Leopardi - The Divine Poet
18/10/16Leopardi is ranked as one of four of Italy’s most famous poets, alongside Dante, Petrarca and Ariosto, and if you enjoy Italian culture, you’ll already know why. He was born into a provincial aristocratic family, in Recanati, close to the north coast of Italy. His isolated existence: ‘a life looked at through the bars of his prison, within a romantic tower, a dismal, desolate ruin’, as Origo* states in her book; inspired words of poetry confirming his status as visionary and prophet.
Of character, he was naturally shy, suffered constant ill health and lived a penniless existence. His break with Catholicism and his family; meant for a life of uncertainty, poverty and anguish. His loyal friend, Ranieri, proved to be a faithful companion during his adult years and caretaker to many of his papers, until long after his death.
Adelaide, Leopardi’s mother, was a pitiless woman; fanatical in her religiosity and monstrous in her exercise of power. The family lived as paupers, fearful of her tyranny, unloved and un-caressed. When one of her children died, she didn’t mourn, but rejoiced. She gave thanks to God seeing her children ugly or deformed and went out of her way to remind them of their deficiencies, did her utmost to diminish their success, never neglecting to criticise them for their faults. Leopardi had the wisdom to see it and wrote: ‘This woman had been allotted a most sensitive nature, and had been brought to this state by religion alone.’
Of all the crimes against the individual, for a mother to withhold love and affection from her children, you could argue for this being one of the cruellest. It’s a view corroborated by anyone persecuted within a similar environment; independent testimony to the justification of heartless behaviour, instigated by religious piety gone awry. The reason why many children develop the habit of silence and secretiveness, a habit Leopardi adopted from an early age.
Monaldo, Leopardi’s father, defied his wife in one matter only: the acquisition of books and Leopardi dedicated himself to his studies, over 25,000 books at his disposal within their library, fuelling his imagination, which proved to be his only contact with reality. He likened his discoveries to the state of falling in love, and as life never granted him a requited or consummated love; it’s sad to think on. There was a price to be paid for Leopardi’s dedication to his studies; a curvature of the spine which rendered him a hunchback and for which he was miserably sensitive, being mocked by others.
It would seem that nature had marked Leopardi out for sorrow and he declared that: ‘it was from the lowest depths of despair that a new human solidarity and kindliness might arise, a justice and a piety such as could never grow in the thin soil of illusion. Two realities alone can rise above the cruelty of fate: a brotherly love based upon the acceptance of pain and sorrow, and an uncompromising courage that dares to face the truth.’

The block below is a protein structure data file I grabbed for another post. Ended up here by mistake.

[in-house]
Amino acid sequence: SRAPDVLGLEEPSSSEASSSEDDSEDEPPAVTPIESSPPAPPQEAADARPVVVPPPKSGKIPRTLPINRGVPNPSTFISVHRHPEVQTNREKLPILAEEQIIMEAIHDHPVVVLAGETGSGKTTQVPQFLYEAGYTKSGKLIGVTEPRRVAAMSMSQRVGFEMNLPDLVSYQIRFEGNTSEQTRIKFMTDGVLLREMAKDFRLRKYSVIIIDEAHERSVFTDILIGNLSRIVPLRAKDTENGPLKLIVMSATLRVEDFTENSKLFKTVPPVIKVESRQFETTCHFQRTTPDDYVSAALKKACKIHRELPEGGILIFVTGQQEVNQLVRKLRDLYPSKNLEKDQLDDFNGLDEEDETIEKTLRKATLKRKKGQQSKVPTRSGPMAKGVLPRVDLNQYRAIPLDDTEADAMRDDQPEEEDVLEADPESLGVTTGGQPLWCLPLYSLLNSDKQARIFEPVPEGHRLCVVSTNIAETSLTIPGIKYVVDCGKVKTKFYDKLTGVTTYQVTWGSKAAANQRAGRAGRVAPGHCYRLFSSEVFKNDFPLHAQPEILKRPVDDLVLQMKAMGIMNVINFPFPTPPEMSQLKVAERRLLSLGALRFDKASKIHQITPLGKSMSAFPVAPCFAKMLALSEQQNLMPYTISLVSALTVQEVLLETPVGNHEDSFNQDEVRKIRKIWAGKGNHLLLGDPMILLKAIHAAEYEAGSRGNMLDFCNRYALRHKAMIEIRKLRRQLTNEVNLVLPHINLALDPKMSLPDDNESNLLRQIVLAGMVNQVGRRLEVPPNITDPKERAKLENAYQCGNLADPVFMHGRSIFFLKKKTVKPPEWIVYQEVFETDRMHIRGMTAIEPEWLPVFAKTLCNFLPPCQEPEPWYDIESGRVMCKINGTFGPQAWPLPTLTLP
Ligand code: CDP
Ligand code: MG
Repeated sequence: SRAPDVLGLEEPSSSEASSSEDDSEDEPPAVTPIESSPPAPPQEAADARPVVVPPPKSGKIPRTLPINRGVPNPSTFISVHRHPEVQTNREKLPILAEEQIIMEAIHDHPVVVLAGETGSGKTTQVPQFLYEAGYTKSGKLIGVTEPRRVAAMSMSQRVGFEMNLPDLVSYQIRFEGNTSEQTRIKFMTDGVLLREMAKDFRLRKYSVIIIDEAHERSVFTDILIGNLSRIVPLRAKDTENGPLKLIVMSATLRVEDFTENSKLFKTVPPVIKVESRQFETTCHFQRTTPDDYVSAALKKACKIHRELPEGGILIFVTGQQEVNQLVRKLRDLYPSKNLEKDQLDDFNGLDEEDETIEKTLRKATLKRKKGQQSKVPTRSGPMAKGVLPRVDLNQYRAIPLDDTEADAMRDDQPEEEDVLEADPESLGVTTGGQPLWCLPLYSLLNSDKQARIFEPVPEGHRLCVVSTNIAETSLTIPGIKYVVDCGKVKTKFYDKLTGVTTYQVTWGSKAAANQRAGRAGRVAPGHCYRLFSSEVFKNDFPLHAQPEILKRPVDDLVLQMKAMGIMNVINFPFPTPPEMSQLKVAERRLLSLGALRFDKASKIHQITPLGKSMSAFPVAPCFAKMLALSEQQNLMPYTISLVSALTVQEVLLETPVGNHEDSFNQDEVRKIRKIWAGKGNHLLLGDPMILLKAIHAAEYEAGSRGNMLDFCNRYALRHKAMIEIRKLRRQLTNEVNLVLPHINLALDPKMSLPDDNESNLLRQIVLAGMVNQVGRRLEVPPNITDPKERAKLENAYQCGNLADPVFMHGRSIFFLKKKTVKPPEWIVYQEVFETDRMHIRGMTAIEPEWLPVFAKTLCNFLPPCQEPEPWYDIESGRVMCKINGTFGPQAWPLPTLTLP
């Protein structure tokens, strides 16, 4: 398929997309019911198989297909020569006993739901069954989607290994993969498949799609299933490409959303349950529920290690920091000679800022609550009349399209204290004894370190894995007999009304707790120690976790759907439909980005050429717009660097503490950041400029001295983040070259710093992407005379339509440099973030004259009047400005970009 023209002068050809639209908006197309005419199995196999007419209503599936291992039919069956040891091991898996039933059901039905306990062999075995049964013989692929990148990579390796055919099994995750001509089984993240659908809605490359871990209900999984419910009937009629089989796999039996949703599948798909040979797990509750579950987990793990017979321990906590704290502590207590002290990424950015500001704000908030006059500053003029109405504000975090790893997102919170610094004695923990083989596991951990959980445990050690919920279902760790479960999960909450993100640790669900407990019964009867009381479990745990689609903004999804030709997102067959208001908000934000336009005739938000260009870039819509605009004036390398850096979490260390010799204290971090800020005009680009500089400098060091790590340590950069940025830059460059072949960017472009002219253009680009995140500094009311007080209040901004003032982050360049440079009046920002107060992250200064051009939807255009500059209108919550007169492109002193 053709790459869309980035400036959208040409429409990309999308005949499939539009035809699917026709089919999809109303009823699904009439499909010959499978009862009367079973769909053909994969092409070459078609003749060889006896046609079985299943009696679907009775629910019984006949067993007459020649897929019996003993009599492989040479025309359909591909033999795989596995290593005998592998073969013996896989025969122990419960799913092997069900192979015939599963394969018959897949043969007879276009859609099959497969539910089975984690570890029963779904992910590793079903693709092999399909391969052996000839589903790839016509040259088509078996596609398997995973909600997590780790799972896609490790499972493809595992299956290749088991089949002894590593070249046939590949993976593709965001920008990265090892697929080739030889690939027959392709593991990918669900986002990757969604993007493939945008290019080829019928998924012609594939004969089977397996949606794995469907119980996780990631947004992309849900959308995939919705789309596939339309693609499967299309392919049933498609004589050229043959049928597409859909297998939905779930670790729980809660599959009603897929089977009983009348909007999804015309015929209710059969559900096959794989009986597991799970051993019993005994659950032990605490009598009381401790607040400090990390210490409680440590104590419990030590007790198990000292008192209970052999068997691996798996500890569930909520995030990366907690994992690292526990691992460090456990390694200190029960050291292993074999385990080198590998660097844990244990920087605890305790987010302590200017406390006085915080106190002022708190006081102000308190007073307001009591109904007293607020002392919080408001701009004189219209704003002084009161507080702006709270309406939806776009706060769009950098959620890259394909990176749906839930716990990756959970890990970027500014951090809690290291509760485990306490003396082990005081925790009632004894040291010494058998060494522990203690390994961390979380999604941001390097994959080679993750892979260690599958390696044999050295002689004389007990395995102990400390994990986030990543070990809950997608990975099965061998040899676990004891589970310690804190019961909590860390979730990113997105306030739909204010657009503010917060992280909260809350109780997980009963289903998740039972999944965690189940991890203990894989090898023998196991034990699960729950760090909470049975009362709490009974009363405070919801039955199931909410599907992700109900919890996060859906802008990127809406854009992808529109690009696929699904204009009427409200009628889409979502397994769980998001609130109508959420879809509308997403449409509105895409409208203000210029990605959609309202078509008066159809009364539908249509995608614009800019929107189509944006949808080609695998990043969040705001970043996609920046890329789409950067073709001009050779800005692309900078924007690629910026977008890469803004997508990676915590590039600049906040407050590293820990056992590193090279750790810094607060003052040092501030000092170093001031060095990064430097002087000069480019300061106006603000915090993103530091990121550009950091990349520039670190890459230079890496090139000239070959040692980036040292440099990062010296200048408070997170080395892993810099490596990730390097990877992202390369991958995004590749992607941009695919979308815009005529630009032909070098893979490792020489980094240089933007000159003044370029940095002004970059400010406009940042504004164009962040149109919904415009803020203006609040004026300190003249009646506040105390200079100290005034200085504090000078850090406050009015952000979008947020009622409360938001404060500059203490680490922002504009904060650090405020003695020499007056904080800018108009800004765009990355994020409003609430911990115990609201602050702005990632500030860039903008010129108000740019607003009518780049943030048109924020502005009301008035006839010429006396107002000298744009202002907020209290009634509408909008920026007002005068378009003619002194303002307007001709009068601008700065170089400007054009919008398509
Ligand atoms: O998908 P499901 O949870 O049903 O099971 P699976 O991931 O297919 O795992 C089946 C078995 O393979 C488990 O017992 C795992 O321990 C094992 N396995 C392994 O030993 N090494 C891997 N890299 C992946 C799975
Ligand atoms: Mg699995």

From my experience, in spite of the unambiguous definition at its core, Truth is recognised selectively, based on whether it serves an agenda; a blind eye turned when it doesn’t. Leopardi singled out the hypocrisy at the heart of Rome and I’m sure witnessed elsewhere, in his personal diaries; perhaps this was at the root of his loss of religious faith, the same double-standards evident in our times, as history continues to repeat itself and lessons go unheeded contributing to the need for some to escape to the bottom of a bottle, or through the insertion of a needle; where further disillusion can be found in relative measure.
During Leopardi’s final years, spent living close to Naples, people viewed him in a different light and would touch him for luck, believing he had been blessed by the gods and let’s thank God for the kindness shown to him by the Neapolitans. To quote from his poem: ‘The Setting of the Moon’, ‘… Desolate, full of darkness our life remains. And gazing round on it, bewildered, vainly would the traveller trace on the long road which lies before him… he finds that he has now become a stranger here where dwells the human race…’, Leopardi’s heart-breaking words written towards the end of his life. He died in 1837 at the age of thirty-eight and his tomb is located in the cliffs above Mergellina, near Naples, where Virgil is buried.
His loss of Religious faith didn’t extend to ruling out the Divine; insight apparent to distinguish between Religion and Spirituality and I was captivated by his view in the ‘Zibaldone’: ‘I think of God… as containing all possibilities and existing in all possible ways… And so this leaves in doubt all Religion and the infinite perfection of God.’ It’s a view I concur with in the mortal search for enlightenment, and that elusive of qualities: Perfection.
If there’s to be a day of Reckoning; my dream would be that justice be granted to the victims of spent Religious systems. Leopardi may have never known love during his mortal life; I hope he found God’s, in the hereafter.
Source material and for more information:
*Leopardi: A Study in Solitude by Iris Origo
Zibaldone by Giacomo Leopardi
The Setting of the Moon, Poems from Leopardi: John Heath Stubbs
Il giovane favoloso - Mario Martone, Director (DVD)